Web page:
This section provides information about what to do in the event of a member’s death.
If a member isn’t married when they die, any partner or other beneficiaries may need to provide evidence of their relationship and financial dependence on the member in order to claim any benefits which might be payable. The video below provides useful guidance under these circumstances as well as other important information regarding benefits payable on death. If you have any questions, please contact us.
What happens if I die?
Telephone the Member Helpline on:
0333 222 0077
PO Box 555,
Remember to quote your National Insurance/Scheme Number
In all correspondence please provide: the member’s Scheme Number, the date of death and the name and address of the person dealing with our member’s affairs. Please also let us know if the member leaves a widow, a widower or a civil partner, or someone who was financially dependent on them.
Once the Scheme Administrator has been advised of the member’s death, they will contact the family and ask for any outstanding information so they can provide details of any benefits due from the Scheme.
If you left the Scheme before 6 April 1978
In most cases, no widow’s pension is payable. If you are unsure, the Scheme Administrator will be able to confirm the benefits which would be due following your death.
If you left the Scheme after 6 April 1978
Your widow will receive a pension of two-thirds of your total weekly pension at the date of death. If at the date of death, you had been married for less than six months, widow’s benefits would be payable at the discretion of the Trustees.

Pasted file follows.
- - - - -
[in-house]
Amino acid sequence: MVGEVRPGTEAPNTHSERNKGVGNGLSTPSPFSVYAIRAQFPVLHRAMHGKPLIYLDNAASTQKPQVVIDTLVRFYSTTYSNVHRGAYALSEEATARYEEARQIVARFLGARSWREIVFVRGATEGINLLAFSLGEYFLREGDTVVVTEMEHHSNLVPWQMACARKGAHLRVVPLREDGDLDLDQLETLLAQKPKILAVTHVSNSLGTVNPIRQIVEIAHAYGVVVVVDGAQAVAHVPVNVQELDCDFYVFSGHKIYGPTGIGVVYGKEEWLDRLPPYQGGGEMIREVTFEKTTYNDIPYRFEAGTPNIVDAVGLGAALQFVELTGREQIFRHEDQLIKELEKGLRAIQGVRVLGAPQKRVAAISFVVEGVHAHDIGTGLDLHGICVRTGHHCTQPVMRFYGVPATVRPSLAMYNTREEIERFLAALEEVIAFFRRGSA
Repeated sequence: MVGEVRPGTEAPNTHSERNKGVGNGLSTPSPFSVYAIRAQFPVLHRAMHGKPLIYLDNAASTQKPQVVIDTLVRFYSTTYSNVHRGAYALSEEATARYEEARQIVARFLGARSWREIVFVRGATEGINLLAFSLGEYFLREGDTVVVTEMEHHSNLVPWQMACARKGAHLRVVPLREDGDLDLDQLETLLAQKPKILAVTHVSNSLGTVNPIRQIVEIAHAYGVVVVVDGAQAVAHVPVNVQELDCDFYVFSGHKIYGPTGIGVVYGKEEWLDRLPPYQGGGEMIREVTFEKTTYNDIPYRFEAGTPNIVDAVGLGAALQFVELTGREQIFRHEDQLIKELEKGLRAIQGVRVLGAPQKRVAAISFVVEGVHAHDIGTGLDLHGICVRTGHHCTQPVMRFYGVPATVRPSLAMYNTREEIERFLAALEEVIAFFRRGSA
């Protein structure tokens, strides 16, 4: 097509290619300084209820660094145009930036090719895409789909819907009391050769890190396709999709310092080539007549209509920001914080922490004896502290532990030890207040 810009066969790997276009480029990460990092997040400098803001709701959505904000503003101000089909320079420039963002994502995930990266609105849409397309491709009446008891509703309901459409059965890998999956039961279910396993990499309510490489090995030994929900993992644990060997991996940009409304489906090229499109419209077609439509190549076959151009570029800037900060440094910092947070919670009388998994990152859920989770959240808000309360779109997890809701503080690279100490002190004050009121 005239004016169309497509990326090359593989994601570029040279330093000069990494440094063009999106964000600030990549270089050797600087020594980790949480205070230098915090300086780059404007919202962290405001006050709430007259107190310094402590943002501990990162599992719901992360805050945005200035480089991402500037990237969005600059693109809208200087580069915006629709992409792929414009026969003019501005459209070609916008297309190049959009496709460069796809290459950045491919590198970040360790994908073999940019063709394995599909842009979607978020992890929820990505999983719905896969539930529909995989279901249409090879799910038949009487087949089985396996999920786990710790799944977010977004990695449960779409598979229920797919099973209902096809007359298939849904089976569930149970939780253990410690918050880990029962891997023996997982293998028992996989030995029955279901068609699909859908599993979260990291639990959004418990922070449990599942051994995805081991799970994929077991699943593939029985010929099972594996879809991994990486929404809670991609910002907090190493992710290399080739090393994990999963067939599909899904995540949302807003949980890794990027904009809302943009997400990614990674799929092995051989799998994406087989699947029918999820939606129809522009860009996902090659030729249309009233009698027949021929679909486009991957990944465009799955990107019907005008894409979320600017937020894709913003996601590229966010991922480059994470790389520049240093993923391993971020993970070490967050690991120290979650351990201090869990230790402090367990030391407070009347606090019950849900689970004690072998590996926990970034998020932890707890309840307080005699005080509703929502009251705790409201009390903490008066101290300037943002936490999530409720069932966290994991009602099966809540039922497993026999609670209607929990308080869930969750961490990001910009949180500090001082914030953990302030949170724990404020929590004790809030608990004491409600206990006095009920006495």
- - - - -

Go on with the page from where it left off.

Once in payment, a widow’s pension is payable for life and will not cease should she re-marry.
Members who died on or before 5 April 1988
There is generally no entitlement to a pension for the widowers of female Scheme members who died on or before 5 April 1988. The Scheme Administrator will be able to confirm whether a pension is payable.
Members who died on or after 6 April 1988
Where a female Scheme member died on or after 6 April 1988, benefits are payable to her widower. The benefits payable are calculated in the same way as widow’s benefits.
The Civil Partnership Act 2004 came into force on 5 December 2005. Since then, same-sex couples in the UK have been able to enter into a legally recognised relationship which gives a registered civil partner rights similar to those of spouses, including rights to pension scheme benefits. From 2 December 2019, the 2004 Act has been amended to allow opposite-sex couples to register civil partnerships also. Benefits payable to a qualifying surviving civil partner would be payable on the same basis as the benefits payable to MPS widowers.
If your pension is not in payment at the date of your death, a lump sum death benefit may be payable.
If you did not contribute to the Scheme after 6 April 1975, there is generally no dependant’s pension entitlement following your death. Your widow or next of kin would be entitled to a lump sum equal to the value of your contributions, plus interest.
If you contributed to the Scheme after 6 April 1975, your widow or next of kin would be entitled to a lump sum equal to the higher of three years’ worth of pension or the value of your contributions, plus interest.
MPS members can name the person or persons they would like to receive any cash sum payable on their death.